The Solomon Islands announced Friday that it will not allow China to establish a military base in the Solomon Islands, in an attempt to calm international concerns about its new security alliance.
However, this insistence will not ease the concerns of the country’s traditional partners which include Australia, New Zealand and the United States.
Micronesia’s leader added to the chorus of those who were trepidatious by referring to the bloody battles from World War II and warning that the South Pacific could become a battlefield for larger powers.
Thursday’s Solomon Islands government statement stated that a draft agreement for the new security pact was inked by representatives of China and Solomons. It would then be “cleaned up and signed”.
Friday’s statement by the Solomon Islands government stated that the agreement was not intended to invite China to build a military base.
The statement stated that the government was aware of the security implications of hosting a military base and would not allow such an initiative to be taken without its approval.
After Prime Minister Manasseh Sogavare having earlier stated to parliament that it did not intend to ask China to build a base, the statement seemed to be more definitively excluding the possibility of one.
Sogavare stated that his country seeks peace and prosperity. He cited its foreign policy mantra, “We are friends with all and enemies of none.”
The draft agreement allows China to send troops, police and military personnel to the Solomon Islands, “to help maintain social order” and for other purposes. China could also send warships to islands to replenish supplies and stopovers, as was speculated previously.
China denied seeking a military foothold on the islands, and others were accused of raising tensions.
According to Zhao Lijian, spokesperson for the Chinese Foreign Ministry, Zhao Lijian said that the U.S. and its allies militarized the South Pacific. He claimed that the agreement with Solomon Islands was based on the safety of people and property and had no military overtones.
Zhao stated that “individual countries are determined to create a militarized coterie, and seriously threaten regional security and stability through the introduction of nuclear proliferation into South Pacific,” during a daily briefing.
Zhao stated that Zhao had merely trampled on the stability mechanism and caused irreparable damage to it.
China’s Defense Ministry didn’t immediately respond to a request.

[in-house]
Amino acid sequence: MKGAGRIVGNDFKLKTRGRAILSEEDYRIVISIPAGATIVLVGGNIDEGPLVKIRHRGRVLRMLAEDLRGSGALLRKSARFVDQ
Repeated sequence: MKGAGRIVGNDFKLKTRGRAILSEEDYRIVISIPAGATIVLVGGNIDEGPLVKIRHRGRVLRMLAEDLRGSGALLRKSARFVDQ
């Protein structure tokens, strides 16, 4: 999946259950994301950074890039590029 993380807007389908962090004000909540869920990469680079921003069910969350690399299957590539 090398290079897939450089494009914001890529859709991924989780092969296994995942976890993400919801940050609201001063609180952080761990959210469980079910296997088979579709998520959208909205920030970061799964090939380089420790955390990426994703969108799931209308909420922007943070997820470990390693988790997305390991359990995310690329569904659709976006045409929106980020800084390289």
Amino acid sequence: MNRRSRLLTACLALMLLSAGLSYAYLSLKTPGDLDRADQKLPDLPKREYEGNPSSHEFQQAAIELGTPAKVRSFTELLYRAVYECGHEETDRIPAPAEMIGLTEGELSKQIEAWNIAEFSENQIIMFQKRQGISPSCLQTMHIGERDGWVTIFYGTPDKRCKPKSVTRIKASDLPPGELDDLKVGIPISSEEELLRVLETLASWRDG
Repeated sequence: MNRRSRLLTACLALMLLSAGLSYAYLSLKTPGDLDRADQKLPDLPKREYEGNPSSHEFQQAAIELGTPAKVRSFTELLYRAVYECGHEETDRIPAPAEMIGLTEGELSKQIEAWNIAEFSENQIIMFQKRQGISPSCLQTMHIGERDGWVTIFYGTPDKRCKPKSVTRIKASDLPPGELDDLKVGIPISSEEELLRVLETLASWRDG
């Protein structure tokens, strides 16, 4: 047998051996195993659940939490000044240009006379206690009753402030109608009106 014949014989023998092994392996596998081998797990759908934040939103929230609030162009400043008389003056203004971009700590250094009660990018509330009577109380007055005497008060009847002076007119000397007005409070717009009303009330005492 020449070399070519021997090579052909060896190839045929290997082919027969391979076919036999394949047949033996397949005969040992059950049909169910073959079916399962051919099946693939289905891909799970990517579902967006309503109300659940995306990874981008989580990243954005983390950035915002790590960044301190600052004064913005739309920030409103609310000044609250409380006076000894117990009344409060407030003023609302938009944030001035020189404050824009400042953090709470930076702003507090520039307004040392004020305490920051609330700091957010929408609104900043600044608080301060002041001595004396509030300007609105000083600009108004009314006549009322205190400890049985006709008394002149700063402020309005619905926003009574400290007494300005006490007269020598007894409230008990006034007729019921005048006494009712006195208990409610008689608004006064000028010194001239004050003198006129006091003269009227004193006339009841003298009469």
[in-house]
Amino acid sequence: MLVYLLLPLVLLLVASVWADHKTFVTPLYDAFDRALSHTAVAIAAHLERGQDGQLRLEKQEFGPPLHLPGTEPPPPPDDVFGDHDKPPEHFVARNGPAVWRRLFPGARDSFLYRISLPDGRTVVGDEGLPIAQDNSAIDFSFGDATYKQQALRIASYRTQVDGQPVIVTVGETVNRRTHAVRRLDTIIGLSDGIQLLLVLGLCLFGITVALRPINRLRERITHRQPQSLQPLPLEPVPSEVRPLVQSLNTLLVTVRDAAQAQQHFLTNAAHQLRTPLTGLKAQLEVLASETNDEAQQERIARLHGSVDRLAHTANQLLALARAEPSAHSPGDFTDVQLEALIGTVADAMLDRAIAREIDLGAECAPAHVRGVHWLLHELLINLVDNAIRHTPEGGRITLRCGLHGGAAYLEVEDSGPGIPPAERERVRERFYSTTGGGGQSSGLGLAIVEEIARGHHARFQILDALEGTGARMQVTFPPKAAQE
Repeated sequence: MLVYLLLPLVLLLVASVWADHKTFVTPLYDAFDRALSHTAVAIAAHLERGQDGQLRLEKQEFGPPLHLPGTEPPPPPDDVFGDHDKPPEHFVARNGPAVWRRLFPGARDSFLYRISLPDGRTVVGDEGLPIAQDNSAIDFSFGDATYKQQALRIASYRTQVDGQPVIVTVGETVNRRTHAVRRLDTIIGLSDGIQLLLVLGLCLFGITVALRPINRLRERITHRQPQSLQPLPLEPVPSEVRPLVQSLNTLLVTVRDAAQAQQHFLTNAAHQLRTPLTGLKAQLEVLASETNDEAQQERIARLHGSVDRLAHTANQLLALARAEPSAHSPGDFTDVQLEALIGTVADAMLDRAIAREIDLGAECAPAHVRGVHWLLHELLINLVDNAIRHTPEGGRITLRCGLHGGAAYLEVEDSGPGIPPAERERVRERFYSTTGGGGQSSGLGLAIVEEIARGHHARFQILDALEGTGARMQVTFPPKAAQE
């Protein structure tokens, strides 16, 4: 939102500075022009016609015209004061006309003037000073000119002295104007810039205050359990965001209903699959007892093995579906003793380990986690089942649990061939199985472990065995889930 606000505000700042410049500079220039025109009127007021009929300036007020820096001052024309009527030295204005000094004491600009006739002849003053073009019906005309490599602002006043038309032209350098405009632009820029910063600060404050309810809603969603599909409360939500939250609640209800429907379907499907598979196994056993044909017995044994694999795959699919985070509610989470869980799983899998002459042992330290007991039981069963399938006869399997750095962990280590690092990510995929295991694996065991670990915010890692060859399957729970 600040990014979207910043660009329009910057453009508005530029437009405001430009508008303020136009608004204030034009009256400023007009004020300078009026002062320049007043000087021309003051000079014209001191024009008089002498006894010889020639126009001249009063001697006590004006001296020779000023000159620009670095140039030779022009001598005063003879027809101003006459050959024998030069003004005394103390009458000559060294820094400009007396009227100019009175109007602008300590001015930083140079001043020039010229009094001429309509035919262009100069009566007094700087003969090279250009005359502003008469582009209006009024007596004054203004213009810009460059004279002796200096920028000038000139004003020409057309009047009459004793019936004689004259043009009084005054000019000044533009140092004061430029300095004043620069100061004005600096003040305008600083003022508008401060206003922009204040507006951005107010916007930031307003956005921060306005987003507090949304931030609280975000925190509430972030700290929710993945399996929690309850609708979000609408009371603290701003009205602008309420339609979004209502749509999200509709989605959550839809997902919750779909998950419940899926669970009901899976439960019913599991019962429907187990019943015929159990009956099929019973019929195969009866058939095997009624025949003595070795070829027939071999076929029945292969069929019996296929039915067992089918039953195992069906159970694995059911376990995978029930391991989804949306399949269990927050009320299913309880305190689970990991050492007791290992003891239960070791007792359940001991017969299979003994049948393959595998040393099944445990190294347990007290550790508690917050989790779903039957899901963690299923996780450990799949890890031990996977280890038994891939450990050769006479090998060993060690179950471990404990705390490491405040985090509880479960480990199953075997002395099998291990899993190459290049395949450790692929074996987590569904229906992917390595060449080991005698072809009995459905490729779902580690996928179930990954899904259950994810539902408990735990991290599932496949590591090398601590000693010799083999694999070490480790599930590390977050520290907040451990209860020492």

Micronesia President David Panuelo wrote to Sogavare expressing concern about Micronesia’s “novel, unprecedented” arrangement.
He stated that the two small countries had been battlegrounds during World War II, and that this could happen again if China, Australia and the U.S. assert themselves in the region.
Panuelo wrote that he believed that once the spheres were carved out, our concerns about climate changes — today’s issue — would become all-too-real concerns regarding a war in our backyards with our people, our island as the playground for adults playing as children.”
Australian Defense Minister Peter Dutton stated Friday that, while the Solomons were respected by Australia, the agreement showed that China was aggressively acting in the region.
Sky News’ Xi said that China is extremely aggressive and the tactics they use to invade small islands nations are remarkable.
Jacinda Ardern, the New Zealand Prime Minister, has described this week’s possibility of Chinese military forces being stationed in the Solomon Islands as “the possible militarization of that region.” The U.S. State Department also stated that Washington does not believe China’s security force and methods should be exported.
Wang Wenbin, spokesperson for the Chinese Foreign Ministry, stated Thursday that all parties should look at China-Solomon Islands’ security cooperation objectively. He also suggested that they stop making irresponsible comments.
Wang stated that attempts to provoke, obstruct or undermine China’s friendly relations towards the island countries are not popular and would not succeed at a daily briefing.
“China-Solomon Islands cooperation doesn’t target any third parties and is not in conflict to Solomon Islands’ cooperation. He said that it was a complement to existing regional cooperation mechanisms and a positive step.”
The Solomon Islands, which is home to approximately 700,000 people, changed its diplomatic allegiance to Beijing from Taiwan in 2019. This was a contributing factor in the riots that occurred in November 2018 between residents on different islands.
Since 2017, Australian police have maintained peace in Honiara’s capital. This is in compliance with a bilateral security agreement. This agreement provides legal grounds for rapid deployment of Australian troops, police and civilians to assist in major security challenges.
Chinese police have already arrived on the islands to conduct a training mission.
About 100,000 people call the Federated States of Micronesia home. It maintains diplomatic relations with China and considers itself to be a “friend” for China. The United States also has a close relationship under a compact on free association.